While there is little you can do to change your home's location or basic construction (the main factors that determine your insurance rates), you can shave hundreds of dollars off your annual premium by taking advantage of the many discounts that nearly every insurer offers. Here are 10 typical ways to get a break.
1. The "In" Crowd
In almost any market, one company wants your business more than its rivals do. For example, you're highly desirable to some companies if you own a home in New York, Minnesota, Arizona, Illinois and Connecticut, where historical loss rates are low. Other insurers go after groups of customers they judge to be affluent and responsible, such as university alumni or membership organizations. The Hartford, for instance, has an arrangement to provide "lifetime continuation" coverage to members of the American Association of Retired Persons.
Travelers Property Casualty has affinity programs with several chapters of the American Automobile Association which earn members up to a 5% credit. How do you find these deals? Call your alumni association or any clubs you belong to to see if it has a deal with an insurance company. If all else fails, check with a local agent.
2. Security Counsel
When you installed that burglar alarm and those deadbolt locks, did you inform your insurance company? You should: Such home-security measures can earn you discounts ranging from 5% to 20%. Do you have a live-in housekeeper? In many states, Chubb will give you a 2% credit, since the presence of that live-in employee can reduce the chance of break-ins.
Your central alarm system could save you hundreds on your annual premiums. Insurers will routinely give you 15% to 20% off for a fire and burglar alarm system hooked up to a third-party monitoring company. At The Hartford, you can get a 2% discount for deadbolt locks and a 2% discount for smoke alarms. USAA gives 8% off for having a sprinkler system. Chubb and other companies give 5% discounts on homes equipped with closed-circuit TV cameras or outside motion detectors.
3. The Car Connection
Many companies give discounts of 5% to 15% off your homeowners policy if you combine it with your auto policy. The only time it may be cheaper to keep them separate is if your driving record has a recent blemish on it. You also may be able to get a discount if you have a policy for your boat, a package of riders, or an umbrella policy (which ups your liability coverage to $1 million) with the same carrier.
4. Adjustible Deductible
If you already have homeowners insurance, you probably have the standard deductible of $250, though some deductibles go as low as $100. But if you're willing to take a higher deductible, the savings can be substantial. With Safeco, by raising the deductible to $1,000, you can save 23% off your base premium. But you don't have to raise your deductible that high to realize significant savings. At Travelers, raising your deductible from $250 to $500 brings your annual premium down 10%. If you're willing to go from $500 to $1,000, you can save another 10%.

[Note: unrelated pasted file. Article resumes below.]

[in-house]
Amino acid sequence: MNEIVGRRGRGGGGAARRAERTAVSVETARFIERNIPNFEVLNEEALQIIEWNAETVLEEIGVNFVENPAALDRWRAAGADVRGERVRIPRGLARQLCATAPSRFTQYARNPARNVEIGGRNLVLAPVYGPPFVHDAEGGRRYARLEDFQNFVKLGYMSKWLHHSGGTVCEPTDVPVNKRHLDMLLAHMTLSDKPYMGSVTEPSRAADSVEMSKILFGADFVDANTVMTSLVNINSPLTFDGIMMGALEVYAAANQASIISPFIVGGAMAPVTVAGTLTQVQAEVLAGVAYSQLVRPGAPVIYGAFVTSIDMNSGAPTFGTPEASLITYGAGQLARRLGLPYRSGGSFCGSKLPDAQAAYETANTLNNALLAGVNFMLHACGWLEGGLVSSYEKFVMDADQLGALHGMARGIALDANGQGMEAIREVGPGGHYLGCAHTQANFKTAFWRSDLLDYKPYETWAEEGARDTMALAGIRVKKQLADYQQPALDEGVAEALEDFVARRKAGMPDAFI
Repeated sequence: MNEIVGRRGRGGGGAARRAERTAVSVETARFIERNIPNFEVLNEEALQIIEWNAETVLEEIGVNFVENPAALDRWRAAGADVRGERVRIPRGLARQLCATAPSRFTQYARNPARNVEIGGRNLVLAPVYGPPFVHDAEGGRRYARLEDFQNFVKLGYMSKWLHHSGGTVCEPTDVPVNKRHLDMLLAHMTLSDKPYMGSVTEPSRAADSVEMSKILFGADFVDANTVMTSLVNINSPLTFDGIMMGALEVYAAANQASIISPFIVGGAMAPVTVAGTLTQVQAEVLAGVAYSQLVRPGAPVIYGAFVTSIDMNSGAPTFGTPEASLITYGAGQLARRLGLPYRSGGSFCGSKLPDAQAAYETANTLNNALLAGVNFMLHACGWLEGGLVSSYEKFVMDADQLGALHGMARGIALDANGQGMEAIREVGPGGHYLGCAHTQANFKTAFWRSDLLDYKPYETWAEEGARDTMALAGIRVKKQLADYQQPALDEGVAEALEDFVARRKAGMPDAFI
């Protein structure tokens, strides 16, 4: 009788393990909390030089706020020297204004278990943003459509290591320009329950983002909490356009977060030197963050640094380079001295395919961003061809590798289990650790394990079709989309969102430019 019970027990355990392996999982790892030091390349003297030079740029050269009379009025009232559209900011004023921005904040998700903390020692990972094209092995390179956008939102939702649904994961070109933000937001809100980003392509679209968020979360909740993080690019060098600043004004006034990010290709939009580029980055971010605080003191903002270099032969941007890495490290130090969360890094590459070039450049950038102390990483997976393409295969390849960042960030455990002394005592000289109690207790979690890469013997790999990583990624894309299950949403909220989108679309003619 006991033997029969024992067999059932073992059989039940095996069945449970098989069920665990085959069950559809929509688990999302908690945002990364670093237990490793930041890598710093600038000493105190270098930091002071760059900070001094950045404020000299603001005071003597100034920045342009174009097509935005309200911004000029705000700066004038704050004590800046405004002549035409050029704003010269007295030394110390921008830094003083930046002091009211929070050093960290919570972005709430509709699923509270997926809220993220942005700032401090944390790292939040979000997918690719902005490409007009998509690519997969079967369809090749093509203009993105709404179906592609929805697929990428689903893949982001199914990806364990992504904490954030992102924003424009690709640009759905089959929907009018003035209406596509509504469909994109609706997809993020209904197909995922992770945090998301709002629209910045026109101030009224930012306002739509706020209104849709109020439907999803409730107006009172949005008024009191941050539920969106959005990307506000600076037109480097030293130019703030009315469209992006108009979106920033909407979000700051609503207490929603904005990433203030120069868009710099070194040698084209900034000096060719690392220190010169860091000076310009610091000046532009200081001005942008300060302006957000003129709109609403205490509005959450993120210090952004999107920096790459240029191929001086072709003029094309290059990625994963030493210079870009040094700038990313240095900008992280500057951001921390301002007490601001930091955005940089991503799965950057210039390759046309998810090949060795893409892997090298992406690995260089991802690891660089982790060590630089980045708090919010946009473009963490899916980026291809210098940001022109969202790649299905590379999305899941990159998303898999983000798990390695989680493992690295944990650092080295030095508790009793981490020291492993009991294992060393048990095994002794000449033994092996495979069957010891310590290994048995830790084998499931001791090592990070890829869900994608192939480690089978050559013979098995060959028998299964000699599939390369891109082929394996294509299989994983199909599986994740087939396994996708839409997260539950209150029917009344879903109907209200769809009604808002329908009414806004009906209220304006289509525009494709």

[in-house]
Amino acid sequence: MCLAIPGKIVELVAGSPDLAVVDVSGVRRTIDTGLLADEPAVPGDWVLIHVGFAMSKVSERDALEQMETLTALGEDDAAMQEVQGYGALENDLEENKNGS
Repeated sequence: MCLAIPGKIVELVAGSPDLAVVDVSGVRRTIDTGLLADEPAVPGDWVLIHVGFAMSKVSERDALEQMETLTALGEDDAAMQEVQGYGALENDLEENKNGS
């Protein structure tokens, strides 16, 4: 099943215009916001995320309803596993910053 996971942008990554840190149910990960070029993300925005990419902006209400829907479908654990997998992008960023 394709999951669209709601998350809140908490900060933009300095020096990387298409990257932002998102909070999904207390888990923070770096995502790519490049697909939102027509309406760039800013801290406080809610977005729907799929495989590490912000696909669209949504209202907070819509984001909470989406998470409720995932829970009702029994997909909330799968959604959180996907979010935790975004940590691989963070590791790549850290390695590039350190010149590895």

5. Out in the Country
If you live out in the boonies, be prepared to pay higher rates than folks who live in town. That's because it's harder for the local fire brigade to reach your home in an emergency. In most cases, you'll be bumped to a higher rate class if you live more than five miles from the nearest firehouse or more than 1,000 feet from the nearest fire hydrant. But rural-insurance specialist Old Guard Mutual of Lancaster, Pa., will give you the preferred rate even if you live miles from the nearest hydrant -- that is, as long as your home is within five miles of the local fire department and it has a tanker that can carry water to the fire scene. If you're determined to live in the country, don't count on finding a policy with a direct writer. Instead, work with a local insurance agent to price-shop among small mutual insurers that specialize in insuring dairy farms and rural homes.
6. The Slow Burn
If your house is constructed of fire-resistant materials such as brick or concrete, you've got money in your walls. You can earn a 15% credit with USAA and Nationwide if your home is "fire resistive" -- meaning the walls, floors, roof and ceilings of your home are constructed out of incombustible materials. Most companies give only a 5% discount if you have a smoke alarm, fire extinguisher and deadbolt.
7. New or Newish
Just about every insurer gives a discount for new homes. But only a few give discounts for homes that are merely newish. USAA offers up to 20% off on homes that are less than 10 years old. Have you upgraded electrical, heating and plumbing systems in that old house of yours? You're in luck: As far as Travelers is concerned, those renovations magically turn your old house into a new one and qualify you for a 15% discount.
8. Thank You for Not Smoking
A few insurers offer discounts to nonsmokers. Farmers, for one, gives a 4% discount as long as no one in the home smokes.
9. Customer Loyalty
As an incentive to stick with one carrier, some insurers offer discounts to customers who stay with the company for several years. State Farm offers 5% off if you stay with the company three to five years and 10% off if you stick around more than six years. You can earn a 5% discount if you have been with The Hartford for four or more years.
10. Modern Maturity
Reasoning that senior citizens are home more often and are better able to protect their homes against fire and burglary, some companies give substantial discounts to retirees. Travelers, for example, will give homeowners 50 and over up to 20% off in some markets.